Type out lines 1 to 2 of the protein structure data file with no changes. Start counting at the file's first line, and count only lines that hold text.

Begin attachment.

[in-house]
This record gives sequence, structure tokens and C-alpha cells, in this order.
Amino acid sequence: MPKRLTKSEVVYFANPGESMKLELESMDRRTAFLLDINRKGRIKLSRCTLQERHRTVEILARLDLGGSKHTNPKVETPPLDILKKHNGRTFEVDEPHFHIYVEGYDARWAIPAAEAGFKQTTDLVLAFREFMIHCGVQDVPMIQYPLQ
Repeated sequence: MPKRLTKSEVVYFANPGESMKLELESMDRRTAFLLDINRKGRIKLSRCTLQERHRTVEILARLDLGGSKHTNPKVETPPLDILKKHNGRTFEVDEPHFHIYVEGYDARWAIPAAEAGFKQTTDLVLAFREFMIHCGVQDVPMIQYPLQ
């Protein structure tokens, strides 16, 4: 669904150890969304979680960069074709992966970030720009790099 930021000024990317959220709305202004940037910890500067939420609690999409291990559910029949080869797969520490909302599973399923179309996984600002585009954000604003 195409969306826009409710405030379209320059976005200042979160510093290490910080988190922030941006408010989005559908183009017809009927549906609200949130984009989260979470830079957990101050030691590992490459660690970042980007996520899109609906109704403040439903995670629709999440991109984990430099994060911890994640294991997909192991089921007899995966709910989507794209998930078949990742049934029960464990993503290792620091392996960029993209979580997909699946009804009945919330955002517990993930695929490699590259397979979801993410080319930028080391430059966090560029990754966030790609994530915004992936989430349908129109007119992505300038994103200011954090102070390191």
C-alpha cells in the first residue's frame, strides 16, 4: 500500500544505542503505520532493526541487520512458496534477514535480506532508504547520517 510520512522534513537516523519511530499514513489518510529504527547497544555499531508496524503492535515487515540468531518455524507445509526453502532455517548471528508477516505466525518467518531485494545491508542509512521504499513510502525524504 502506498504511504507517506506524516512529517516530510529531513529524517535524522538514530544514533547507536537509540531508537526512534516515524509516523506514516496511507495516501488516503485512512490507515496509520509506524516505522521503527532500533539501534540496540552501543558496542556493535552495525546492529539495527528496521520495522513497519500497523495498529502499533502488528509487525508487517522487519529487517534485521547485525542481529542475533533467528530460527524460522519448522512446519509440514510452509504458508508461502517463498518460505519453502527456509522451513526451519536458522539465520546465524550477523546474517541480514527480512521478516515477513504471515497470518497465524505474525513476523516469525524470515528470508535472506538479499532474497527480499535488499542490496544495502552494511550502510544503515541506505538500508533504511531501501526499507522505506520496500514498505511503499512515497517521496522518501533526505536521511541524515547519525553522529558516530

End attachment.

[in-house]
This record gives sequence, structure tokens and C-alpha cells, in this order.